What could we do to try to ease that tension that would be in the interest of the United States?

BURNS: It's a fair question, and I think the best thing that we and India could continue to do is follow through on the agreement and then look for other opportunities to demonstrate our shared commitment to curbing the spread of nuclear weapons and weapons of mass destruction and improving the safety and security of existing nuclear material sites.

I mean, I think that was reflected in the proposal that Prime Minister Singh made at the Nuclear Security Summit in April, to set up a regional nuclear security training center so that India, which has a very, very good record at preventing the proliferation of its materials and at safeguarding its own installations, can contribute to the same kinds of high standards of security on the part of other countries that are attempting to build civilian nuclear installations. I mean, I think that's one example of what we continue to do.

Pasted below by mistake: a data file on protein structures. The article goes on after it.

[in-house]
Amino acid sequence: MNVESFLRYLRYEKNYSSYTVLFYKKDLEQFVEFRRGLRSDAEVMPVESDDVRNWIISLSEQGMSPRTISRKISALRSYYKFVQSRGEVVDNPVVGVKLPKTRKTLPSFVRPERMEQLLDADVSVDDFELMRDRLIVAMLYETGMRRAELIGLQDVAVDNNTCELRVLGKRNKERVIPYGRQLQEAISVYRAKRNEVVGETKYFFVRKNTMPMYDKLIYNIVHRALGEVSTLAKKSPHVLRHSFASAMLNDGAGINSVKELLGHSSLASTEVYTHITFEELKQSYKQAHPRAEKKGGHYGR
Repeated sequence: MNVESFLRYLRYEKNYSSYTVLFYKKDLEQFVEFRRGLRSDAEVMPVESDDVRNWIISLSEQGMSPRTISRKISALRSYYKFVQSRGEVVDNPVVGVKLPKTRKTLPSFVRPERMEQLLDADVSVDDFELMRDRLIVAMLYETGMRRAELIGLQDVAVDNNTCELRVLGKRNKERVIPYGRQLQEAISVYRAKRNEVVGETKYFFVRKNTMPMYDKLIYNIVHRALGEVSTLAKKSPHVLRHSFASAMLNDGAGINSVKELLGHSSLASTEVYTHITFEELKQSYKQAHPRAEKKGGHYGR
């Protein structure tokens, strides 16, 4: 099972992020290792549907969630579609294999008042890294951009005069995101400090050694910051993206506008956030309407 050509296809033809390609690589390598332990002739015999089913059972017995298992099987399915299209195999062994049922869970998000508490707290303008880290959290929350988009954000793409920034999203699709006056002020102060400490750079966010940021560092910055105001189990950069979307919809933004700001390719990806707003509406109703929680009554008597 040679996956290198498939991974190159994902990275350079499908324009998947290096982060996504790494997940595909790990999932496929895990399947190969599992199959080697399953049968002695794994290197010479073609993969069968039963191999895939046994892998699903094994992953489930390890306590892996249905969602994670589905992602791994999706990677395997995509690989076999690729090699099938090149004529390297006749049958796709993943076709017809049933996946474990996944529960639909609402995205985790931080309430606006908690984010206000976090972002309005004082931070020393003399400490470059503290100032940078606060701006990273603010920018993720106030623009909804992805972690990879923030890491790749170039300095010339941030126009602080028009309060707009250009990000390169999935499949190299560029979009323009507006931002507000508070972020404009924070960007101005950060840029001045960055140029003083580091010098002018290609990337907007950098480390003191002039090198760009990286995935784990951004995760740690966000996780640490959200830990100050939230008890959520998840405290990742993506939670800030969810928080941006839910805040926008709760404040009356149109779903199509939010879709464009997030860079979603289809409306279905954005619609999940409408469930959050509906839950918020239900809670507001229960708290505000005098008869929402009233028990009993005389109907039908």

We also work together on some of the biggest nonproliferation challenges. I mentioned Iran; North Korea is certainly another one. And I think we can continue to work together in not only upholding India's unilateral moratorium on testing, but also working together with regard to the physical material cut-off treaty, which both of us have expressed support for. So, I think there are lots of opportunities for us to make very clear our continuing commitment to basic principles of nonproliferation.

IGNATIUS: Karen DeYoung.

QUESTIONER: Karen DeYoung from the Washington Post.

I wanted to try to probe a little deeper on David's question about India-Pakistan relations. The United States has played a role over the past several decades at moments of high tensions between the two of them, trying to slow things down on both sides. I wonder now, with this closer relationship with both of those governments, you have a situation where the United States has actually become a player in a way, where the Indians think the United States is too soft on Pakistan -- letting them off the hook, letting them off the hook on terrorism issues, Pakistanis think the United States is giving India nuclear advantage, giving them a weapons advantage. Why can't you play a bigger role? What good is it having these very close -- increasingly close relations with both countries and not pushing a little harder for them to resolve some of the issues between them?